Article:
Gulf financing may prove the salvation of landmark London power station. Attempts to develop the building have all come to nought. But now there's hope new efforts will generate the long-sought results.
Towering challenge of Battersea
Battersea Power Station in London has burnt through cash as fast as coal since it was decommissioned in 1983.
Successive developers have tried and failed to turn Europe's biggest brick building into a commercially viable regeneration project. Now may be the time for Gulf investors to have a go.
A global roadshow aimed at showcasing the site to the world's wealthiest sovereign wealth funds is in full swing, with the UAE, Qatar and Saudi Arabia high on the list of potential buyers. Initial bids are expected to be submitted within weeks.
But finding a buyer for a site that has been loved by artists more than by investors since its coal-fired turbines stopped turning is shaping up to be the ultimate test in property salesmanship.
Battersea Power Station is iconic in an industry where the word has become a cliché.
It is featured on the cover of Pink Floyd's 1977 album Animals. It has appeared in movies including Monty Python's The Meaning of Lifeand The King's Speech as well as numerous episodes of the television series Dr Who. But that counts for little in turning this monument to post-industrial urban dereliction into a profitable enterprise. The past does not bode well.
The site is owned by the administrators of Real Estate Opportunities, an Irish company that paid about £400 million (Dh2.3bn) for it in November 2006. A succession of owners have employed more than a dozen architectural companies and held hundreds of meetings with community groups in an effort to develop the site over the past three decades.
The question must be why this time around should be different.
"There are two key things," says Alistair Elliott, the head of the commercial division at Knight Frank, the international property consultancy that is scouring the globe for a buyer for the site. "The first is the current strength of the central London market, particularly prime residential. It is also the first time it has been marketed with implementable planning permission."
Prime central London home prices certainly look strong, especially in Wandsworth, the London borough that is home to Battersea Power Station.
Prime property gained 8.7 per cent last year, according to the property consultancy Savills. That comes on top of the 27.9 per cent gains the market had already made since March 2009. Wandsworth was among the five boroughs in the capital with the most spent for home purchases last year.
But potential investors may be less interested in the strength of the market now as much as 10 or 20 years from now. Regeneration projects of this scale can take decades to become profitable, which dramatically narrows the field of backers.
"We think it unlikely that a single party will buy, take control and develop it. The way to get most value from the site is to do it in phases," says Mr Elliott. "This is not far off the scale of the first phase of Canary Wharf."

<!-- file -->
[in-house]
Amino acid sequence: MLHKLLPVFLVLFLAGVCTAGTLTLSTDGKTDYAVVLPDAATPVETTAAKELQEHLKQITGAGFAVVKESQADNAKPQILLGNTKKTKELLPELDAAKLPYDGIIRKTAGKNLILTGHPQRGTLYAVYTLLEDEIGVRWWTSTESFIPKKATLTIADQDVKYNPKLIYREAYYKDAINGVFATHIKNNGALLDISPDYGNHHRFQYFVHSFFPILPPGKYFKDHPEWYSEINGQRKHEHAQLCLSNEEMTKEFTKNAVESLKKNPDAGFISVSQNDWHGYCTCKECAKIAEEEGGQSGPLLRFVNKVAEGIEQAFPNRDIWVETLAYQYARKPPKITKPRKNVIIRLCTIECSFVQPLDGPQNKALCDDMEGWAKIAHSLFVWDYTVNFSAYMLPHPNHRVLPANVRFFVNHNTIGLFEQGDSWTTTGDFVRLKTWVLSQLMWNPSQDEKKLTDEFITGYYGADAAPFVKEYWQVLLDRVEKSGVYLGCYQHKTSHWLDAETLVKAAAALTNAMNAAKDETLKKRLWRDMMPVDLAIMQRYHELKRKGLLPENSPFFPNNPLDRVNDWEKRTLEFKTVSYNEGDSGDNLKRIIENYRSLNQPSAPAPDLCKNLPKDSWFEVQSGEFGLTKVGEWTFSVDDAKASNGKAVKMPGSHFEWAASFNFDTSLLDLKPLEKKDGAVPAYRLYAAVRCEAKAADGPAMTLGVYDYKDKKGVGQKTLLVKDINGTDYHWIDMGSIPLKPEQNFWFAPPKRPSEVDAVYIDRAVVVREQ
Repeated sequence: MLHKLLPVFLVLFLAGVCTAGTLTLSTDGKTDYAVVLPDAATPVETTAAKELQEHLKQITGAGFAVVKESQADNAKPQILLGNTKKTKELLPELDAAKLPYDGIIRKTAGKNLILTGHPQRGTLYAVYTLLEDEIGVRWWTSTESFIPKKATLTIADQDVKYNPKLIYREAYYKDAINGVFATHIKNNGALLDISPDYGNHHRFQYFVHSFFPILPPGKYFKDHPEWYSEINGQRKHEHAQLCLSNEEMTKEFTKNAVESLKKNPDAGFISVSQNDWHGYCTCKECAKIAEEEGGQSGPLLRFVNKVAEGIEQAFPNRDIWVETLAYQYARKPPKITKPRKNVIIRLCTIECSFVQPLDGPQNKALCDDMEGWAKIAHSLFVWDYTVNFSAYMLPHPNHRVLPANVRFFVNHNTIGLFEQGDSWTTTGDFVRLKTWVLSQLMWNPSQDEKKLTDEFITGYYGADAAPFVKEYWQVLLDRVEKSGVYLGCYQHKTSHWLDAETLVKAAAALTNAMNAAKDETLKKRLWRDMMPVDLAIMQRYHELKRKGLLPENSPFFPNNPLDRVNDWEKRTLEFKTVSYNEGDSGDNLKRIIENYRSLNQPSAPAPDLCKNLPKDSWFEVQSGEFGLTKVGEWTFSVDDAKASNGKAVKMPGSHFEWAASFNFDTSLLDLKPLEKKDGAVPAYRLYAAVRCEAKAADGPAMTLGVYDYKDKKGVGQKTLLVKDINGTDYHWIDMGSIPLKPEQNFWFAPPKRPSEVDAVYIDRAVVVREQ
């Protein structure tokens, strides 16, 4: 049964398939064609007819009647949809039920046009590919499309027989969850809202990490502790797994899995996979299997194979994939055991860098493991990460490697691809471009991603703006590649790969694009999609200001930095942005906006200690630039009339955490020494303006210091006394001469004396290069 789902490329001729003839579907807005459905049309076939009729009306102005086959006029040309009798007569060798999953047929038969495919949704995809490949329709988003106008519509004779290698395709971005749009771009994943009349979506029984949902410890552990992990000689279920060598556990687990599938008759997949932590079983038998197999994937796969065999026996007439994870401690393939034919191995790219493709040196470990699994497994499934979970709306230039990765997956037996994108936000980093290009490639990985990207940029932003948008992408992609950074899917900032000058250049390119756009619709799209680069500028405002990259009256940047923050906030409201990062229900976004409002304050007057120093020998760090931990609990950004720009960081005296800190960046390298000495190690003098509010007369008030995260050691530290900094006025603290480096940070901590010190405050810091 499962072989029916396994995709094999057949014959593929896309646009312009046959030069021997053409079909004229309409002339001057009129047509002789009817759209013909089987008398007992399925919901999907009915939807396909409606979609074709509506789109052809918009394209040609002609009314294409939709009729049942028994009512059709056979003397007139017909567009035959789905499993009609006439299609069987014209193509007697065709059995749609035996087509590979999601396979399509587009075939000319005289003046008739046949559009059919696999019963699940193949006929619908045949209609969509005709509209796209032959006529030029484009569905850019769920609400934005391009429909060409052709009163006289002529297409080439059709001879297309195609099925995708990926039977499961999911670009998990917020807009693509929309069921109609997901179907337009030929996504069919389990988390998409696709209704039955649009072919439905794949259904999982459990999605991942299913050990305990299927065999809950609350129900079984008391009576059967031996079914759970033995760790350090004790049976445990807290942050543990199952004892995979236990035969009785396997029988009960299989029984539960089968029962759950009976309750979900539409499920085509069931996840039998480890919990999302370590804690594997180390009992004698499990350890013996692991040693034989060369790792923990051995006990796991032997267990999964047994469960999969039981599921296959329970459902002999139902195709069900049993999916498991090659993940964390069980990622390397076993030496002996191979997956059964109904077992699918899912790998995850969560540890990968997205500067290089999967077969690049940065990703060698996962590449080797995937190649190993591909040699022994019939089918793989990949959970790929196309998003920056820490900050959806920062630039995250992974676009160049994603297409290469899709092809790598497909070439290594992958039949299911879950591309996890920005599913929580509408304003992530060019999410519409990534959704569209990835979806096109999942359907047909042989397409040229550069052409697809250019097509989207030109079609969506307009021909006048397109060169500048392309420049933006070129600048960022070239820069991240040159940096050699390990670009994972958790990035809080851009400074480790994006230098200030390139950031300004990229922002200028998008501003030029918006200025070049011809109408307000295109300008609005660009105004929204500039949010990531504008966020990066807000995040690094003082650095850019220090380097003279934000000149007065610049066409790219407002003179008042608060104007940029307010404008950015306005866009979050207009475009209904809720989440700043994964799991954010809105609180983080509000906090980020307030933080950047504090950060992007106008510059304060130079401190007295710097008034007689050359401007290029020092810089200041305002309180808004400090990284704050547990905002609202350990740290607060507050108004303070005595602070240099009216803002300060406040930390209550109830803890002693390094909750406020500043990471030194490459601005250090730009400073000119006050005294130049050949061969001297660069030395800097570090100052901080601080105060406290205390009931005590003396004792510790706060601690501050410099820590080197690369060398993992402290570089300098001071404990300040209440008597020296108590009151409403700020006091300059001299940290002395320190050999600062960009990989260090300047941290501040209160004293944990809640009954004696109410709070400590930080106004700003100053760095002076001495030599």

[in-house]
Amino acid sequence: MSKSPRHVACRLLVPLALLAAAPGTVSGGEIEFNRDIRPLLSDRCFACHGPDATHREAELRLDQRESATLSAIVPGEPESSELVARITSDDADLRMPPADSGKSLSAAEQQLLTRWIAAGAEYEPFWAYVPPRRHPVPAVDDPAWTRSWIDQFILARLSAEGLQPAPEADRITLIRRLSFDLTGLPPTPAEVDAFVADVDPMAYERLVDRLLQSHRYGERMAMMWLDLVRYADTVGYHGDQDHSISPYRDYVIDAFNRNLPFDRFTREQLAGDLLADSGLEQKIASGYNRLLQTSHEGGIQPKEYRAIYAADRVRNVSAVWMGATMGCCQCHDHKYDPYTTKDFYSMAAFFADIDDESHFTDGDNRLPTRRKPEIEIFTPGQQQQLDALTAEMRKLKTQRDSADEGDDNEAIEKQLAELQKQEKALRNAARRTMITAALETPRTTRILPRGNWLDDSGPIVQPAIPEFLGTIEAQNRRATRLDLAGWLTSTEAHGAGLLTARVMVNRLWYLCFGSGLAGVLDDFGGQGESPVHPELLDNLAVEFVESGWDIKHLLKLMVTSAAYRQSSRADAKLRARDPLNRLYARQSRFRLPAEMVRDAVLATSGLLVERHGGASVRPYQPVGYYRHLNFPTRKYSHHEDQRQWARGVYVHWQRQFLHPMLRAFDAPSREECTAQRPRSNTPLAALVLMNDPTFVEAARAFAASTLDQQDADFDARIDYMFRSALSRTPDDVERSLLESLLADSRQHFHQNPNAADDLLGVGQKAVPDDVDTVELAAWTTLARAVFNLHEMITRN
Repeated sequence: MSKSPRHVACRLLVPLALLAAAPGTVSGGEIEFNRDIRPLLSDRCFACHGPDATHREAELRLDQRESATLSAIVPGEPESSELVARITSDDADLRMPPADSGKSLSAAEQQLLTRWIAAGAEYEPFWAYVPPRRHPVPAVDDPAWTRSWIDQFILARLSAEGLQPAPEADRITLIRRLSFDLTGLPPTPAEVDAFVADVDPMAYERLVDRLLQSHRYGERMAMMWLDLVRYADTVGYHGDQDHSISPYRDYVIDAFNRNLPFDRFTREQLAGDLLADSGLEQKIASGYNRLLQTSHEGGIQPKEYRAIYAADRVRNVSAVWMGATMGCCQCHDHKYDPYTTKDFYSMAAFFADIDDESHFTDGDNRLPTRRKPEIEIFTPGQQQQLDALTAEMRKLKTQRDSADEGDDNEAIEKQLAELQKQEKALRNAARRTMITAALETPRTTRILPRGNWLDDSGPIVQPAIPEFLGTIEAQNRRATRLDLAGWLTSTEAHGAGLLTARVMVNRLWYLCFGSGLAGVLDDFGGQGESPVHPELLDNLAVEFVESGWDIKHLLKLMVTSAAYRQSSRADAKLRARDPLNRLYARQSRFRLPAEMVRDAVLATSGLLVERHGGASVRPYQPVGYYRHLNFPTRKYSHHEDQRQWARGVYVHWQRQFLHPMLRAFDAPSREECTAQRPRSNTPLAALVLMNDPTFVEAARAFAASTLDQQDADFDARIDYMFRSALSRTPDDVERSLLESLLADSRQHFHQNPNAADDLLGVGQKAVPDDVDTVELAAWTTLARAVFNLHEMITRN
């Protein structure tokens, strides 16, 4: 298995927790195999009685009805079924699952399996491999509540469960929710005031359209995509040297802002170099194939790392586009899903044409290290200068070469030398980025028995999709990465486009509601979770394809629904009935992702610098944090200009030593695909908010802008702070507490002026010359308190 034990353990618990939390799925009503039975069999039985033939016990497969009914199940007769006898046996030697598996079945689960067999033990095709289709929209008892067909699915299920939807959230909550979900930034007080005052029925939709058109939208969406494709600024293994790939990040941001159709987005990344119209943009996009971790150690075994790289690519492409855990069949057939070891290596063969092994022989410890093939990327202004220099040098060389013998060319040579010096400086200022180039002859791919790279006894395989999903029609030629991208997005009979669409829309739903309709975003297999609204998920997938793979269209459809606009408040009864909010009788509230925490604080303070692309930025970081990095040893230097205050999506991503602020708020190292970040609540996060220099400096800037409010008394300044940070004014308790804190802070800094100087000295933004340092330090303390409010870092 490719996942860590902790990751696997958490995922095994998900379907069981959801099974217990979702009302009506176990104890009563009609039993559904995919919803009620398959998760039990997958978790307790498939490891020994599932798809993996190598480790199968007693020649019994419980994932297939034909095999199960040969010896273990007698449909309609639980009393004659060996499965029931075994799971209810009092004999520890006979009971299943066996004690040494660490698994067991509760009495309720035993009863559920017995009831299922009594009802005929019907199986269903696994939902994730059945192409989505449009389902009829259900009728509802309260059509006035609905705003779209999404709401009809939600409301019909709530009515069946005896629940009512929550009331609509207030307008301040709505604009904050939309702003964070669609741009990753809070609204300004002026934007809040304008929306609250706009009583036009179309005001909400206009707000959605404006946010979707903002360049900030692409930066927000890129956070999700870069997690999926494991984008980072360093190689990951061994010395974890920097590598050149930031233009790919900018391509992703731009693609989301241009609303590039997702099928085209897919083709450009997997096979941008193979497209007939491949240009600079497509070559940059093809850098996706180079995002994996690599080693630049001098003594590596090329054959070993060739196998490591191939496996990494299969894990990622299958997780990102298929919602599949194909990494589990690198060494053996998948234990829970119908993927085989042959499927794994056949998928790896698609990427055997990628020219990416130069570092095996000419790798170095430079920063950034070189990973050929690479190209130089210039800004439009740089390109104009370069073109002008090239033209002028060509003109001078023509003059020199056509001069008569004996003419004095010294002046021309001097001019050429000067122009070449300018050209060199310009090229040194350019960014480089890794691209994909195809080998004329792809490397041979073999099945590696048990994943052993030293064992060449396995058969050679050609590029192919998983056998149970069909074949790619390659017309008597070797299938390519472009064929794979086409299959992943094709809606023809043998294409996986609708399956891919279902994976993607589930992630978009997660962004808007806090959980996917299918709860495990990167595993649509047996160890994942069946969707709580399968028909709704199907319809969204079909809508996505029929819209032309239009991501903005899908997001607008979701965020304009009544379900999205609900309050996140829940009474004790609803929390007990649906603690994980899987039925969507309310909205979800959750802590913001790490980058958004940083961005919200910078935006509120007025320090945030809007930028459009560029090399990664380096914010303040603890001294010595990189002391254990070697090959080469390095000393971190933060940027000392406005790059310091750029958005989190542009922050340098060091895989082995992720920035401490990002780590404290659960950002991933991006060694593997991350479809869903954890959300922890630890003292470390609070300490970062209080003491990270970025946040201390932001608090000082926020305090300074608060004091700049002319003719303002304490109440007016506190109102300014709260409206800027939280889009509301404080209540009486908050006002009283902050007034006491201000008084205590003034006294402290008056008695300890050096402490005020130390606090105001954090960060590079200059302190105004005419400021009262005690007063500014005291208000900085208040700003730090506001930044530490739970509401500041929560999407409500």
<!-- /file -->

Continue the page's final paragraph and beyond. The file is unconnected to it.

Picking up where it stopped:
The 38-hectare Canary Wharf in east London is an interesting parallel to draw, but it may not be a good omen for the future of the power station.
Paul Reichmann, Canary Wharf's developer, had a vision to transform the derelict site on the Isle of Dogs into a vast financial district to rival the City of London.
But in 1992 the project bankrupted his company, Olympia and York, once one of the world's biggest property developers.
Today, Canary Wharf is home to Britain's tallest commercial tower and offices that comprise more space than London's Hyde Park. It is majority-owned by Songbird Estates, a company backed by Qatar Holding.
Qatar is also on the list of Gulf states being targeted by the Knight Frank team trying to find a buyer for Battersea.
"We are in the initial marketing campaign and we are taking the project to where we think it will be of most interest," says Mr Elliott.
One of the biggest obstacles to developing the site in the past has been the planning issues associated with a building that has no external windows and with four crumbling towers - all of which must be preserved under strict building heritage rules for structures that have architectural or historical importance.
"Given the nature of the building, which has a single internal space, and four significant chimneys, finding alternative viable uses that respect the historic fabric of the building and its river setting has always been a challenge," says Karen Charles, who heads the London planning team at DTZ, an international property consultancy.
"As the building has been redundant for nearly 30 years, its built fabric will have deteriorated, thereby increasing the costs of its conversion and affecting the viability of any regeneration proposal."
Another important factor for potential investors is transport links. Although located close to central London, the Battersea site is not especially well served by the Tube, London's underground rail system.
But that could change if the Northern Line is extended to serve the site. The government has made a commitment to add two stops at Nine Elms and Battersea, and a planning application for the extension could be made as early as this year. This will be "a key trigger" for any regeneration project, says Ms Charles.
Thirty-five years after Pink Floyd plastered an image of the power station across an album cover, the site continues to attract glitzy launch parties, car advertisements, film crews and art exhibitions. But finding a developer capable of seeing its regeneration through to completion has not been so easy. Initial bids to buy the site have been invited for a May 4 deadline. That could mark the end of its 29-year history as a film set and the start of a life as a place where people live.
Or, like the failed schemes that have gone before, it may represent just another brick in the wall.